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Oestradiol replacement treatment and glucose homeostasis in two men with congenital aromatase deficiency: evidence for a role of oestradiol and sex steroids imbalance on insulin sensitivity in men.

[aromatase deficiency]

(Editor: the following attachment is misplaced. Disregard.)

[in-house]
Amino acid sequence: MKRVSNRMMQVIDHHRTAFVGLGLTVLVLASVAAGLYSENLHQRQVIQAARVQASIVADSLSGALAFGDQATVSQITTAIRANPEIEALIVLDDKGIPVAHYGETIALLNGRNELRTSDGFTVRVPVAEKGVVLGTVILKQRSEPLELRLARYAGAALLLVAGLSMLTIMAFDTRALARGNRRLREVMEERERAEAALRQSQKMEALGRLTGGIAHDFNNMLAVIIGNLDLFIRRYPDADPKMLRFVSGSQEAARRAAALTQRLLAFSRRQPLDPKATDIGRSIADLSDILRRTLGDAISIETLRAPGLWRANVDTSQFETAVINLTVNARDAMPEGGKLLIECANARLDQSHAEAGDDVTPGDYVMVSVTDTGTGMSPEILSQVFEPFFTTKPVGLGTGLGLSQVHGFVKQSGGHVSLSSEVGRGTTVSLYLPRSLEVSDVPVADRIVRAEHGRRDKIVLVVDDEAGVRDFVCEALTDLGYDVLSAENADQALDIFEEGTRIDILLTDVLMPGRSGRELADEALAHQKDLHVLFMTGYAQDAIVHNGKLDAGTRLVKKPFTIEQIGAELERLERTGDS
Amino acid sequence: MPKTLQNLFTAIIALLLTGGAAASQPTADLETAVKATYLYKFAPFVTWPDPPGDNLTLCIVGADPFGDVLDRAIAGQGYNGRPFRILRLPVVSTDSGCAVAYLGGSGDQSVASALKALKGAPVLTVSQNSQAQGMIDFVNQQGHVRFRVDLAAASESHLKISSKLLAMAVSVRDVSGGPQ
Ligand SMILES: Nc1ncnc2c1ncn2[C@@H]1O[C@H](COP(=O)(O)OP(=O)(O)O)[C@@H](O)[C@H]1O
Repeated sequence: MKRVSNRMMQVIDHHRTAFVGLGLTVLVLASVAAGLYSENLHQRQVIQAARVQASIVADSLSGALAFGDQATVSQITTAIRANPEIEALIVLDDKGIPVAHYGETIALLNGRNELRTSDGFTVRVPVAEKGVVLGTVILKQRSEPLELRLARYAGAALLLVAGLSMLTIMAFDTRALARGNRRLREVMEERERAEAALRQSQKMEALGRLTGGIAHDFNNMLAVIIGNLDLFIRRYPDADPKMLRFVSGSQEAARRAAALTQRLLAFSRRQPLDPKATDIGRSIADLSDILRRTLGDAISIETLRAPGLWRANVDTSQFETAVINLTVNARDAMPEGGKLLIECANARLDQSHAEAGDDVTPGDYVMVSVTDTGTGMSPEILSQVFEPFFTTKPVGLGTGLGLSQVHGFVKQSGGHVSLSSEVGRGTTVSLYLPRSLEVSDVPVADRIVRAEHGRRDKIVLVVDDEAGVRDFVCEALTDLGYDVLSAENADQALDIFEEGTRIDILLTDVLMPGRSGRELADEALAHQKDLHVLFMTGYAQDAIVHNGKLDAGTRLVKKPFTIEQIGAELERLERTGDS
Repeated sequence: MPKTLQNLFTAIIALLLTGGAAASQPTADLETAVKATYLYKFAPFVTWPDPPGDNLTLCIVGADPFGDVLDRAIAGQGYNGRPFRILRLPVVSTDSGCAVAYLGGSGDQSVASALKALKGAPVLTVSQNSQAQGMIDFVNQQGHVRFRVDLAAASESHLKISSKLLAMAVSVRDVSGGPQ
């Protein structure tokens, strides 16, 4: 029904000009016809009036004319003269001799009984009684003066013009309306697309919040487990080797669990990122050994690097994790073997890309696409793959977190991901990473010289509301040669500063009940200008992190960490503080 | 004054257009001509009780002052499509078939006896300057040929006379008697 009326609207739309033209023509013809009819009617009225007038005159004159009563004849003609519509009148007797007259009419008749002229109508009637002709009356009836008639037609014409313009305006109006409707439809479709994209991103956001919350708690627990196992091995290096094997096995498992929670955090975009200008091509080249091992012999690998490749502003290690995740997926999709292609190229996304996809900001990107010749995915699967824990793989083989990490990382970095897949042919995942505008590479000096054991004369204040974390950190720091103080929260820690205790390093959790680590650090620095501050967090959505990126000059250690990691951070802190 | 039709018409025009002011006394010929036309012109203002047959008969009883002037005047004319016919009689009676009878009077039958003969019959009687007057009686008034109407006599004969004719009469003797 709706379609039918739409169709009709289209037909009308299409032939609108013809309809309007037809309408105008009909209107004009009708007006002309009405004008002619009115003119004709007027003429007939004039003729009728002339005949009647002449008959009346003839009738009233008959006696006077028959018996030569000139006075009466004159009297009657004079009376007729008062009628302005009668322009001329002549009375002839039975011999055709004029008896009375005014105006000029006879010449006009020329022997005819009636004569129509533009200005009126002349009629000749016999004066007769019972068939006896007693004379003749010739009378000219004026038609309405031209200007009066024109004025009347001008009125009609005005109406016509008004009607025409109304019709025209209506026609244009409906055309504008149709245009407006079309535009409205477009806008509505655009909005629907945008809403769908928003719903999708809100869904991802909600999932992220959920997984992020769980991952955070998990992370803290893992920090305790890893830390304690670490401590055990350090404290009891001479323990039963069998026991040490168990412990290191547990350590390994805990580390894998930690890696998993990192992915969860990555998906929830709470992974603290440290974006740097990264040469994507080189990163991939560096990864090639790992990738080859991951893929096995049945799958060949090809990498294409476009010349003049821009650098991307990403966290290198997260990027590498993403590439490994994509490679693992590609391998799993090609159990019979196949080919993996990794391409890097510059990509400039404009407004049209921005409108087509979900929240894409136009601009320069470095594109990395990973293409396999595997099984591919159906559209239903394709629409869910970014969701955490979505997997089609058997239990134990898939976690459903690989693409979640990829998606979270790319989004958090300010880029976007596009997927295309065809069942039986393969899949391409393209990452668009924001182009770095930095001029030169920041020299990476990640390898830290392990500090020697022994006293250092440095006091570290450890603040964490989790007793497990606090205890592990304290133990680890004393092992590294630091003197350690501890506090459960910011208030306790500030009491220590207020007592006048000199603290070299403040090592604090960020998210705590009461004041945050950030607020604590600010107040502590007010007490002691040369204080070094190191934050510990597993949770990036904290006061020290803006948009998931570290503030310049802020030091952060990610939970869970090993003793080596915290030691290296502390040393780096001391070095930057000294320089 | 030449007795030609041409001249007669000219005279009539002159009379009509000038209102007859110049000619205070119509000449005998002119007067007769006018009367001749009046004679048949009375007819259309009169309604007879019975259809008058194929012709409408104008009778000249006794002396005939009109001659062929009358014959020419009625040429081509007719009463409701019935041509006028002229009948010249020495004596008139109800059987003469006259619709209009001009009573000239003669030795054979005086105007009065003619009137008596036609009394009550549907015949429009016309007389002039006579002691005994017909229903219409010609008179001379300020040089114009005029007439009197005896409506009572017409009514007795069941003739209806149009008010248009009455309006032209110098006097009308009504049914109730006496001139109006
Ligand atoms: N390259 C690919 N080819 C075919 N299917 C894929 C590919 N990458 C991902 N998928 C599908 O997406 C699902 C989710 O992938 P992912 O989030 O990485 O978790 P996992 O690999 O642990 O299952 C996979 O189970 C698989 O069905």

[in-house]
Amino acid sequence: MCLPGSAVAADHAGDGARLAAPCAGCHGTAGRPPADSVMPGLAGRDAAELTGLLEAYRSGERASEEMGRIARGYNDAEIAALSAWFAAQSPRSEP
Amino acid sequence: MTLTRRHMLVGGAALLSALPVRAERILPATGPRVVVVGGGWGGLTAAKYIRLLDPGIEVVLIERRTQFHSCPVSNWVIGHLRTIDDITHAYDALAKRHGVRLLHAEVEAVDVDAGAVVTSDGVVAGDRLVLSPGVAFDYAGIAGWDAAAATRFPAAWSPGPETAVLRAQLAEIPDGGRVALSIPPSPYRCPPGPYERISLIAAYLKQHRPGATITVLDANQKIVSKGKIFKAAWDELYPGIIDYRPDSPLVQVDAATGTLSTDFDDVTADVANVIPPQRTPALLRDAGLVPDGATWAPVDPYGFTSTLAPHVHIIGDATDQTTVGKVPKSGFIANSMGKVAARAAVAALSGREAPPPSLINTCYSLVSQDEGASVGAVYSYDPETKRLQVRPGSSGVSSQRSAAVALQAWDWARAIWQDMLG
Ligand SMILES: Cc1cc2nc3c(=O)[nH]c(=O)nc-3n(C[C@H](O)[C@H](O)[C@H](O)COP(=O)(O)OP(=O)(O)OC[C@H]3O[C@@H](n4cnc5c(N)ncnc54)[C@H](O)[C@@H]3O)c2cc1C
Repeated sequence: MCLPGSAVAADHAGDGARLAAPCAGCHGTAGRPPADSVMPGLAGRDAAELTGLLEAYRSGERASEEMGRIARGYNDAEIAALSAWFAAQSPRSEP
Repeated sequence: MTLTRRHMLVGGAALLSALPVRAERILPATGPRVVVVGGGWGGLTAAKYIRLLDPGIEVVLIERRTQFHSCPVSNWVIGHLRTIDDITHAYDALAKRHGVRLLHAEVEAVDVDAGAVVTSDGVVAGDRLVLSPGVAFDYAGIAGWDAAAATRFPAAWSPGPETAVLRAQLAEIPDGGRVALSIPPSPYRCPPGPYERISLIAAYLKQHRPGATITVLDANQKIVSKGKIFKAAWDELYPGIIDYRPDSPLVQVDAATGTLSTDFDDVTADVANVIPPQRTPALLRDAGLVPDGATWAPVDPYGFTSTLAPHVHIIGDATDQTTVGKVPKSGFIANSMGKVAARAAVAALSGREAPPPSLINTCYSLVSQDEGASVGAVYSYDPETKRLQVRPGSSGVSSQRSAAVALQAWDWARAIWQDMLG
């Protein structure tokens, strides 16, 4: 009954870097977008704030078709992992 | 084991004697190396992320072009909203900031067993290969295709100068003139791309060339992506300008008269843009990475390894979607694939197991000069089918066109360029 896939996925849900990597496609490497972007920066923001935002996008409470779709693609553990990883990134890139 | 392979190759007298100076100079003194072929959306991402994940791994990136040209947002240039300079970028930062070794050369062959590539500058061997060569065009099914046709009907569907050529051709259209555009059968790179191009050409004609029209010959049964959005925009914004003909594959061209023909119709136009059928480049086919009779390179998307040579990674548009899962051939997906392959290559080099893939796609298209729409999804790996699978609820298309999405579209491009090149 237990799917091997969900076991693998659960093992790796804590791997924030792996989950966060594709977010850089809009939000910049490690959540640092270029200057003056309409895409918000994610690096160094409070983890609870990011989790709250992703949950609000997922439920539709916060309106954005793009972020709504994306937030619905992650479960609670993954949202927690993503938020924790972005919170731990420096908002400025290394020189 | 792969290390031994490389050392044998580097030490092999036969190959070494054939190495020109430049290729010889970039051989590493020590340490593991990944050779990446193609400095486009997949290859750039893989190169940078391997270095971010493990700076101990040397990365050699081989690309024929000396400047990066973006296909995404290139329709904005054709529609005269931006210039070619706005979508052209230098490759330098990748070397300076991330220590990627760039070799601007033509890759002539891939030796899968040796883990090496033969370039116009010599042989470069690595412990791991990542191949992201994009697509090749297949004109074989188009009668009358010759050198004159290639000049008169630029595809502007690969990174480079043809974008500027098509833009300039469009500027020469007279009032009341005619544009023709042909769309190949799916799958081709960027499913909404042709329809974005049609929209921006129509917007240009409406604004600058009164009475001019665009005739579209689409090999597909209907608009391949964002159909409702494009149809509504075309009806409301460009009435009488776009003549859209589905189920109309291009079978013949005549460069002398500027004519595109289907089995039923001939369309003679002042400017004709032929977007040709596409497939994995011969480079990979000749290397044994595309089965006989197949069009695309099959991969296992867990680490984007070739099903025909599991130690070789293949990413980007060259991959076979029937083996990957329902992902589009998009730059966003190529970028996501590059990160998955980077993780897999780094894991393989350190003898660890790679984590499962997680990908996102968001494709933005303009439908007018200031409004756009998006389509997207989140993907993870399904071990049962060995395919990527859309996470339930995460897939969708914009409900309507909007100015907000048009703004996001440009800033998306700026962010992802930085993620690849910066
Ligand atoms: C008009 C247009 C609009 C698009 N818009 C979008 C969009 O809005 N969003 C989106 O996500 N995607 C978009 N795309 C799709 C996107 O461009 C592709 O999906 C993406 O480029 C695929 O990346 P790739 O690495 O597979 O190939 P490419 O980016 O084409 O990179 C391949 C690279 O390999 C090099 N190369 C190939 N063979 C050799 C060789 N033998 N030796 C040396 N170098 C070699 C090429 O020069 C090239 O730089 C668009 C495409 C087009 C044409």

The role of sex steroids in glucose and insulin metabolism in men remains unclear. To investigate the effects of sex steroids and oestrogen on insulin sensitivity in men, we studied two male adults with aromatase deficiency (subject 1 and subject 2).The effects of transdermal oestradiol (tE(2)) treatment at different dosages on insulin sensitivity were studied before tE(2) treatment (phase 1), and after 6 months (phase 2) and 12 months of tE(2) treatment (phase 3) by means of homeostasis model assessment-insulin resistance (HOMA-IR) and Quantitative Insulin Sensitivity Check Index (QUICKI), insulin tolerance test (ITT), and oral glucose tolerance test (OGTT). The latter was performed only in subject 1, as subject 2 suffered from Type 2 diabetes.The restoration of normal serum oestradiol led to improved insulin sensitivity, as shown by changes in HOMA-IR and QUICKI. The ITT provided evidence of improved insulin sensitivity during tE(2) treatment. Insulin secretion after OGTT was reduced during tE(2) treatment in subject 1. After 12 months of tE(2) treatment, insulin sensitivity was improved compared with in phases 1 and 2.The study suggests a direct involvement of oestrogens in insulin sensitivity, and supports a possible role of oestradiol : testosterone ratio, which may be as influencial as the separate actions of each sex steroid on glucose homeostasis.